The owner of the restaurant is Ethan, a trust-fund fuckup, a blackout alcoholic cokehead smokehound who’s also bipolar. “Whenever I see a light on in the restaurant after hours,” Brian reports, “I knock on the kitchen window, find him rolling blunts at the salad station or deep-throating the spigot on the Jagerator.” He adds that “Ethan has the memory of an infant or a goldfish, which is why he’s such a shitty capitalist and such an amazing boss.” And when a sweat-drenched Brian is liberated from the mushroom suit and forced to wear a waitress’s plunging V-neck shirt, he fixes himself a stiff drink, “the logic being that if I’m stuck dressed like a sorority girl at a Phish show then I might as well drink like one.” Taylor must have been channeling Sam Lipsyte when he wrote this story, and, as with Lipsyte, the story leads to a small shred of realization that helps make Brian a more complicated and interesting person. And that’s enough.

The variety of characters in these stories is proof that Taylor has lived up to his pre-publication proclamation. We get college kids, teenagers, widows, single parents, grad students, waitresses, and 20-somethings with too much education, or not enough. Most of these characters are unmoored somehow, adrift, seeking something they can’t quite name. They’re also stuck.

coverIn the collection’s title story, a group of college friends in Ohio relocate to Oregon for dubious reasons, with dubious results. Their driftiness and lack of grounding in the physical world makes them mere types, not fleshed-out characters. In “Mike’s Song,” a divorced father goes to a Phish concert with his two grown children while furtively texting his new lover, a story so creepy and uneventful that it’ll make you swear off the band forever. “The Happy Valley” is less a story than a diagram, and the prose describing Hong Kong fails to rise above the level of the Fodor’s guide the protagonist carries with her. The story doesn’t live and breathe on the page. Worse yet is “A Night Out,” which reverts to the annoying present tense and, for good measure, is narrated in the tricky second person. This story is everything Taylor claimed he was trying to rise above — a catalog of the predictable nighttime antics of a bunch of disaffected, angsty, youngish New Yorkers with too much money and too little direction. It reads like Jay McInerney Lite, and it’s a reminder just what a remarkable achievement Bright Lights, Big City was.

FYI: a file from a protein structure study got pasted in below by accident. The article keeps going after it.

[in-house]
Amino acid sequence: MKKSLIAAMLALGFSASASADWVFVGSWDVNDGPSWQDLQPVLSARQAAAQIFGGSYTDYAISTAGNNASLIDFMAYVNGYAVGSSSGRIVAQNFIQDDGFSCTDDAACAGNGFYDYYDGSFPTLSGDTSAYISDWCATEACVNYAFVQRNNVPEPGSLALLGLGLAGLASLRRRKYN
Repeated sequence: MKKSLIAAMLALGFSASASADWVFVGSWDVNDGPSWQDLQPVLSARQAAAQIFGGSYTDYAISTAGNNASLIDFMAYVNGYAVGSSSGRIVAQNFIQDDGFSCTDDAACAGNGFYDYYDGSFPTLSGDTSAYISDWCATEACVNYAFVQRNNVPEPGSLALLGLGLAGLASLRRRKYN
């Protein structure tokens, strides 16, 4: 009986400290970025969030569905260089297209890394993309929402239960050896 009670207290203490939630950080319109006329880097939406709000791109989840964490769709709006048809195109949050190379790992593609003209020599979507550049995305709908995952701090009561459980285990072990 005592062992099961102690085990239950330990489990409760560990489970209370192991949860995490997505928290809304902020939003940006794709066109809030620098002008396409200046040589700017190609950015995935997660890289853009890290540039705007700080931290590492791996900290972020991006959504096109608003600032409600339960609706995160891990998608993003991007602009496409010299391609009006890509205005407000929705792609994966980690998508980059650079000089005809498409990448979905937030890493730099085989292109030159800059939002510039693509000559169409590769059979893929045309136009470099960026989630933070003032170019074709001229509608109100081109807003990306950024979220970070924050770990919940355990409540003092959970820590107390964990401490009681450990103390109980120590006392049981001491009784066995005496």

These stories are loaded with memorable snapshots, and that’s not a bad thing. But for a writer of Taylor’s wit and intelligence, it’s no longer enough. Here’s hoping he uses his many gifts to move beyond the snapshot and create something full-blown and grand, a panorama teeming with all kinds of characters who owe nothing to the world’s legion of disaffected, angsty, youngish dudes. With Flings, he’s moving in that direction. If he keeps pushing, I’m sure he’ll eventually deliver a big vibrant novel. I’m waiting, eagerly.

is a staff writer for The Millions. He is the author of the novels Motor City Burning, All Souls’ Day, and Motor City, and the nonfiction book American Berserk. His writing has appeared in numerous publications, including Granta, The New York Times, The (London) Independent, L.A. Weekly, Popular Mechanics, and The Daily Beast. He lives in New York City.


  1. Some of the passages referenced above are indeed funny. Some of them really work. But I think there has to be some awareness among readers and writers that references to vegan pizza shops and Phish t-shirts and old Friends episodes may seem humorous, resonant and ironical now, but, in all likelihood, they’re going to be fairly unevocative shortly. I feel like such passages appeal to be solely because I happen to be a Millennial.